Figure 2. Elimination processes at the Drosophila NMJ in synaptic plasticity regulation.

(A) At the Drosophila NMJ, a single arbor from the motor neuron (red) innervates a muscle fiber (blue) and forms synaptic boutons (green), at the site at which the presynaptic terminal of the axon communicates with the postsynaptic site on the muscle cell. (B) A new study from Fuentes-Medel et al. shows that, in response to changes in growth and/or activity, the addition of new synaptic connections with the muscle cell involves significant production of presynaptic debris and ghost boutons. The presynaptic debris and ghost boutons are engulfed and eliminated by glial and muscle cells, respectively (light yellow circles). (C) Knocking down Draper or dCed-6 function in glia results in the accumulation of presynaptic debris, whereas clearance of ghost boutons by muscle cells is intact. In contrast, blocking muscle-mediated phagocytosis causes the accumulation of ghost boutons without affecting presynaptic debris clearance by glia. Disruption of either one of these neural debris clearance processes is sufficient to interfere with proper formation of synaptic boutons and leads to severely compromised synaptic growth.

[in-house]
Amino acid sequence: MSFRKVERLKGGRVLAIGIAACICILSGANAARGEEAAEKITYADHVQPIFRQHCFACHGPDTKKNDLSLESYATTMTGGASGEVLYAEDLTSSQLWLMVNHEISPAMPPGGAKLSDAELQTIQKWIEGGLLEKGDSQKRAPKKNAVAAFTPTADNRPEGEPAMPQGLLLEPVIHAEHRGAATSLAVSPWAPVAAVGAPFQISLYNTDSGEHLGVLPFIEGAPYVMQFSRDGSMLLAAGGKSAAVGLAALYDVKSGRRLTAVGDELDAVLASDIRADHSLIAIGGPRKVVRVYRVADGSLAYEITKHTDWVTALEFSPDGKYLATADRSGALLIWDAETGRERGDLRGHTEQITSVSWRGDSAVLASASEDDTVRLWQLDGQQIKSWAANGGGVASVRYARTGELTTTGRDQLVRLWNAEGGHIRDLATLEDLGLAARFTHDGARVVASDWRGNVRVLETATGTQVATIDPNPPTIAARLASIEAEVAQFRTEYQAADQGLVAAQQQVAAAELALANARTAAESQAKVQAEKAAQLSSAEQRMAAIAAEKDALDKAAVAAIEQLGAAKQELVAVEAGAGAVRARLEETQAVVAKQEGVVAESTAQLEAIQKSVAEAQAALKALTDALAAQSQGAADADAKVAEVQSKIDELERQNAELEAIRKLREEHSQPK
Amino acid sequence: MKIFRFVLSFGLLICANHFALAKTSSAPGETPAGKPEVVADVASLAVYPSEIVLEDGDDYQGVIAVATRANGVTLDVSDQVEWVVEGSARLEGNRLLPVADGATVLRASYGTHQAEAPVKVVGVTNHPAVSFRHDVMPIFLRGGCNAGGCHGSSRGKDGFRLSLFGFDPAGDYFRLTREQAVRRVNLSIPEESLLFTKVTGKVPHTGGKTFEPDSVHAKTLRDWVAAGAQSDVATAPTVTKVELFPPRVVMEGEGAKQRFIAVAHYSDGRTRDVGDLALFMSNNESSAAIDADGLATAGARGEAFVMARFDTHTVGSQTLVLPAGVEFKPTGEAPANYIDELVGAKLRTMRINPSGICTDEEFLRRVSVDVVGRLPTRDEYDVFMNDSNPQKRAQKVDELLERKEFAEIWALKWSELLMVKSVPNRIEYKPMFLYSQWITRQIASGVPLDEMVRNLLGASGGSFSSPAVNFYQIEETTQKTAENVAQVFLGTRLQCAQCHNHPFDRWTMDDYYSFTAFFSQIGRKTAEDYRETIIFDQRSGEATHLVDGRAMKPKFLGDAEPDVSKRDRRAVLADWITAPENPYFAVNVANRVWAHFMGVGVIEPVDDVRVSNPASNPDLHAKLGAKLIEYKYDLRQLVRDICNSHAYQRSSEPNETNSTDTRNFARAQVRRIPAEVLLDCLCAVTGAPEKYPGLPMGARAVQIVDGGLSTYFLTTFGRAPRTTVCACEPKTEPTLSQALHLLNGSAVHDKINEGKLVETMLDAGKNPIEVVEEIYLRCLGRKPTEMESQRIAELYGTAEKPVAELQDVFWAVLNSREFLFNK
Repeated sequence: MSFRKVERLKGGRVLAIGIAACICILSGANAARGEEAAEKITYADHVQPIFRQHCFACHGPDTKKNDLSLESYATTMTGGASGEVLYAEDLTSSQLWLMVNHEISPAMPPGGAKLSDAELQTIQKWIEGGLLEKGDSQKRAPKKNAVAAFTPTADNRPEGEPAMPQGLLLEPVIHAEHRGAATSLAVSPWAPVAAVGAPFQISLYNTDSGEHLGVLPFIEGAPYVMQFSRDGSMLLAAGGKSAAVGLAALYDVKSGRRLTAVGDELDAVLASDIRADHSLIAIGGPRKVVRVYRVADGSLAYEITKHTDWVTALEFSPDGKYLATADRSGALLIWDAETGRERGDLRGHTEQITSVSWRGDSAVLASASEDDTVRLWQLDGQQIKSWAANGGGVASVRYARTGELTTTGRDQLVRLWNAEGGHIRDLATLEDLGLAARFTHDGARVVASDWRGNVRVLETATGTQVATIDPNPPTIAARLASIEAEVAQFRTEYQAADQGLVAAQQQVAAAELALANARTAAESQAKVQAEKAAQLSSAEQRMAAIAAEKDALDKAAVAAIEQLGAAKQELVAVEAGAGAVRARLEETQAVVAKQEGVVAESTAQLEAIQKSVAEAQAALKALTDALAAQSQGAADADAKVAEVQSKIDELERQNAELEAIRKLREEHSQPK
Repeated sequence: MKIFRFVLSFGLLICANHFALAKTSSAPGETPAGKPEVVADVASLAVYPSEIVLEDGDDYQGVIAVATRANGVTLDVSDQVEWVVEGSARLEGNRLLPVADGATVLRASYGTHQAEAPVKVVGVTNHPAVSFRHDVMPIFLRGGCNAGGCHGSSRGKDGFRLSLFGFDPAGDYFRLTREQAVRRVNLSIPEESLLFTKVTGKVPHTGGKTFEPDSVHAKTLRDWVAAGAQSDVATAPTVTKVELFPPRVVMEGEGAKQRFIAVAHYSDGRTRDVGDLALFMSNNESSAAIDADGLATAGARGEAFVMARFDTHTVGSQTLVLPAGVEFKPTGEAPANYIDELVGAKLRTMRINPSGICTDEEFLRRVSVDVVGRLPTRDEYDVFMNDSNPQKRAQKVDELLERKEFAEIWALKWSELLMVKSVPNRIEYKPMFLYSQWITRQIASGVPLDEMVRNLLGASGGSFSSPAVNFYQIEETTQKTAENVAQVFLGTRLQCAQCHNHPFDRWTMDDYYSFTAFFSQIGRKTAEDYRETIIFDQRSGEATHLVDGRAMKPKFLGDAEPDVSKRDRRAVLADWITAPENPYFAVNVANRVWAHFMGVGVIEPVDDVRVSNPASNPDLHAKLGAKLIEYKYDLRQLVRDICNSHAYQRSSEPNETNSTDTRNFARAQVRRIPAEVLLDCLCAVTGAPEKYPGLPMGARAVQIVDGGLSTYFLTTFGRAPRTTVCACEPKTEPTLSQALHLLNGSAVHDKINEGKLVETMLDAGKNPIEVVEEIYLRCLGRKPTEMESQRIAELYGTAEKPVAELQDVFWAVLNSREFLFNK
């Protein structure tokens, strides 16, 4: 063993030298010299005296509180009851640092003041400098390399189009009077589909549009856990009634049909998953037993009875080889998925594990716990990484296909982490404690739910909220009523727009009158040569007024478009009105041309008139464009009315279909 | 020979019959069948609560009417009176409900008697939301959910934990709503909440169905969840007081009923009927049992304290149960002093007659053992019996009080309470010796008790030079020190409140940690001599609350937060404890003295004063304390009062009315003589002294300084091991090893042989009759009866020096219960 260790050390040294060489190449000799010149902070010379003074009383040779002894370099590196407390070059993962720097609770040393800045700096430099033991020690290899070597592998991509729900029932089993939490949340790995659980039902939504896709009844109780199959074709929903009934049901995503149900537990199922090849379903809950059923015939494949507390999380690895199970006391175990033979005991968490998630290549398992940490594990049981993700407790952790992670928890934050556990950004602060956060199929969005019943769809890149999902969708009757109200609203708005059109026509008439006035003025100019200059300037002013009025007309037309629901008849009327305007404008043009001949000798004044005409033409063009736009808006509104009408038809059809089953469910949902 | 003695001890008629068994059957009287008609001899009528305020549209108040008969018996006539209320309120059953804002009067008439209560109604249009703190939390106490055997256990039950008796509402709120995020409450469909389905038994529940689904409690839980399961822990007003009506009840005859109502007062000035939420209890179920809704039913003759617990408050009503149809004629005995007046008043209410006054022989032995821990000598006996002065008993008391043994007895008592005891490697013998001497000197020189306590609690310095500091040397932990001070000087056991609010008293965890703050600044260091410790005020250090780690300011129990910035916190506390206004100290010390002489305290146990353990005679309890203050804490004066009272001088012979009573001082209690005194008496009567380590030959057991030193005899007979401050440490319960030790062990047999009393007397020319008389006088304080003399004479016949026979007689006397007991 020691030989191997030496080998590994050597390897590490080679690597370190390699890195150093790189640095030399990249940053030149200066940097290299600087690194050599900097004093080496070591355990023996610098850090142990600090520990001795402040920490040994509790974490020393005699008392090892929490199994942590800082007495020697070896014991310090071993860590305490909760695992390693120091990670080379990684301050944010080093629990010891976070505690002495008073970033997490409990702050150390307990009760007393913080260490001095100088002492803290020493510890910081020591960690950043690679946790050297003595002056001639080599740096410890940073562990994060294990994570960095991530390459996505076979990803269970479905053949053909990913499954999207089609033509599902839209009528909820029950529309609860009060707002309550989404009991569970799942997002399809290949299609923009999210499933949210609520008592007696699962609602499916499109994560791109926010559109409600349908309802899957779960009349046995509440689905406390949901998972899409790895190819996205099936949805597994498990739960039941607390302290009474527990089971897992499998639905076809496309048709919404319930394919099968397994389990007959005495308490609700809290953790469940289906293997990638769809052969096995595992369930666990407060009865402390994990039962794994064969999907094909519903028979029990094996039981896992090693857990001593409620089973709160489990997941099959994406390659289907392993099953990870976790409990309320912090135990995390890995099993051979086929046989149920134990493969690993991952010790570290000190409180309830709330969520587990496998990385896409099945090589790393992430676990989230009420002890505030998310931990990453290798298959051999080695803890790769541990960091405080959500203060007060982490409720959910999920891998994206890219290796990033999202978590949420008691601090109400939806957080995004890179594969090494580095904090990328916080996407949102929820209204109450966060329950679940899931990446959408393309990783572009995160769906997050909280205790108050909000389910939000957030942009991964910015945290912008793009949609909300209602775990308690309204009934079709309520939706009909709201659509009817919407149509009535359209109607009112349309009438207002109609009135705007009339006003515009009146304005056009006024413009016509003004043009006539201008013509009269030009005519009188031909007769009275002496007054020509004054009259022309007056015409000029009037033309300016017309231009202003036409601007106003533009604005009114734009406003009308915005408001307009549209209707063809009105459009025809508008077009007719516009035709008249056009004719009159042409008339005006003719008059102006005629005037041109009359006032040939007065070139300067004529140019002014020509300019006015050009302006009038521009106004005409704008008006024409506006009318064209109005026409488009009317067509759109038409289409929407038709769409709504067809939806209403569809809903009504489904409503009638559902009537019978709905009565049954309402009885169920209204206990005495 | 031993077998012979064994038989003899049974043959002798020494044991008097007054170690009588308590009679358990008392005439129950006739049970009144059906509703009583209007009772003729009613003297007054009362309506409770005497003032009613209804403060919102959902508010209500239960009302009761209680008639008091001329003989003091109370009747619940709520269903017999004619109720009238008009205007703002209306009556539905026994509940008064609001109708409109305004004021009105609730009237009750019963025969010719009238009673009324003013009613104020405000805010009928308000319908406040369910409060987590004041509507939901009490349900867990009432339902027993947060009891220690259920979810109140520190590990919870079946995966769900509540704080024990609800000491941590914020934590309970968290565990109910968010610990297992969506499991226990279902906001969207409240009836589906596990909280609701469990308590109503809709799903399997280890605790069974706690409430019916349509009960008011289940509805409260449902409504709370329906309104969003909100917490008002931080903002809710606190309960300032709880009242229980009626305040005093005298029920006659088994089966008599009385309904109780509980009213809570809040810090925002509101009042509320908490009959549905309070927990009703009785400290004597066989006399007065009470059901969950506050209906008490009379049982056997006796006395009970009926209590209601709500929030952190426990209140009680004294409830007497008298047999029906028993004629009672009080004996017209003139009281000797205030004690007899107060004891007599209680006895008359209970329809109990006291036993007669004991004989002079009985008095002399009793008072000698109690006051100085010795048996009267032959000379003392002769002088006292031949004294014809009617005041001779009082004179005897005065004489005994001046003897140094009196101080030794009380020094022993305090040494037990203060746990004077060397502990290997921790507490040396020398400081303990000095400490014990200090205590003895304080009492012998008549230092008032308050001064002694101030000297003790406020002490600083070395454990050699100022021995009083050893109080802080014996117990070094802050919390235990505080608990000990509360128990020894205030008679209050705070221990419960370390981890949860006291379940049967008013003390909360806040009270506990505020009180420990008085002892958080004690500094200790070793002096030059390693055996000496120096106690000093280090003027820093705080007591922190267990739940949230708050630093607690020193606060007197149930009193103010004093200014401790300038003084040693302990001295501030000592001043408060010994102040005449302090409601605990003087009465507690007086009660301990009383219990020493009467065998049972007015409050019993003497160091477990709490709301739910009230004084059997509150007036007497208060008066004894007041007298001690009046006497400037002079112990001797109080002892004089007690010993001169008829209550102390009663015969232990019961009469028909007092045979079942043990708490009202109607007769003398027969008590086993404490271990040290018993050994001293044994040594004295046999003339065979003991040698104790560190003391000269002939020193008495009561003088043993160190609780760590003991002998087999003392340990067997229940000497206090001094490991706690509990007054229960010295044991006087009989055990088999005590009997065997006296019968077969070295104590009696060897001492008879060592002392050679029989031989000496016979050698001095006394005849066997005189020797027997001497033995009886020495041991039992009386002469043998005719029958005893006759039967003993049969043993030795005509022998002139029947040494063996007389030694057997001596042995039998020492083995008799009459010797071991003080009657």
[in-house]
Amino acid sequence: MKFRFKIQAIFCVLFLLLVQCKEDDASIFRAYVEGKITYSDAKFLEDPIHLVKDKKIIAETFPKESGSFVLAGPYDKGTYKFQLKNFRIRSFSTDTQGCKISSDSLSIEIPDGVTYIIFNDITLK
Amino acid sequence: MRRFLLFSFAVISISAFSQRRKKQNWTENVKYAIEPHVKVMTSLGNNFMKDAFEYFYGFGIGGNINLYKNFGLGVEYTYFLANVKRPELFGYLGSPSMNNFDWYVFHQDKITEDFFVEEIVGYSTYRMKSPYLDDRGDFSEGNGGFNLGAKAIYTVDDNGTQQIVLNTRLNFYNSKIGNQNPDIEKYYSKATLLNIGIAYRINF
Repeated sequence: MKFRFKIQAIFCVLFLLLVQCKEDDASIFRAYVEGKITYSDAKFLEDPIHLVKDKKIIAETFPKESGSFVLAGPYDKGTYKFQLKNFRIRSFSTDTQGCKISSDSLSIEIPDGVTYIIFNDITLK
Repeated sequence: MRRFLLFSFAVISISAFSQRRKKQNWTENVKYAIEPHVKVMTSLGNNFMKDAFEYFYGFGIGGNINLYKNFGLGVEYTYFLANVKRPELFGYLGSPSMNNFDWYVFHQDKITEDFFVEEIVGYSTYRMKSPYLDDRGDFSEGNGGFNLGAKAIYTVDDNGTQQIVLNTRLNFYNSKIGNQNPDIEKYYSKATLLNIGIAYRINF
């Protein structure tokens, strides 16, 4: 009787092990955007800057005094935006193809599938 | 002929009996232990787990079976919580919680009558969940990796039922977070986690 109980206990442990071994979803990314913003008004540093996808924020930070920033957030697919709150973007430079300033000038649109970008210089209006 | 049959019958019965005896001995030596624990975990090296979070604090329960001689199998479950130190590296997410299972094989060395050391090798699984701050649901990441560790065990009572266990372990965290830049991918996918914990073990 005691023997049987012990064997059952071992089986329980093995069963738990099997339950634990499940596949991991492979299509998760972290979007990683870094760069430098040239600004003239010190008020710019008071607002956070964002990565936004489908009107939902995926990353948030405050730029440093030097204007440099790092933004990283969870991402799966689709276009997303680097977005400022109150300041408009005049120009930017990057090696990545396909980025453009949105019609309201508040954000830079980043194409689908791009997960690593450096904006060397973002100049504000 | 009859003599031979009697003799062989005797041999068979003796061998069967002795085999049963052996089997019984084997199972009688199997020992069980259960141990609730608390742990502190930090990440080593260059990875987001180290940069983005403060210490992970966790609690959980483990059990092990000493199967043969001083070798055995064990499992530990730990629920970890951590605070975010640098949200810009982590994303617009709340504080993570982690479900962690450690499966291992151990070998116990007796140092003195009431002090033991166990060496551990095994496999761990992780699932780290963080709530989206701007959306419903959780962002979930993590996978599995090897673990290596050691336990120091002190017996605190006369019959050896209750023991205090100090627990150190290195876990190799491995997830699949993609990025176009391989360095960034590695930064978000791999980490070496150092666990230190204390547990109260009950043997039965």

The Cellular and Molecular Players of Neural Debris Clearance

How is neural debris cleared away and what would be the significance of this mechanism? Studies in various species, including mammals and flies, have discovered that a population of non-neuronal cells known as glial cells play central roles in clearing neural debris through an engulfment process called phagocytosis [13],[14]. This phagocytic process involves the proper recognition by glial cells, ingestion, and degradation of the neural debris. For example, in the mammalian nervous system, microglia (a resident population of professional phagocytes) in the brain [15] and Schwann cells (glial cells that ensheathe peripheral axons) at the NMJ [5],[6] have been shown to clear neural debris during development as well as following injury. In response to brain injury, microglia cells are activated and shield injury sites in the course of clearing dying (“apoptotic”) neurons [15]. Recently, it has been suggested that microglia also participate in eliminating excess axons and synapses in the developing dLGN through both the classical complement cascade (a biochemical cascade that helps clear pathogens from an organism as a part of an immune system) and other, as-yet-unidentified mechanisms [16].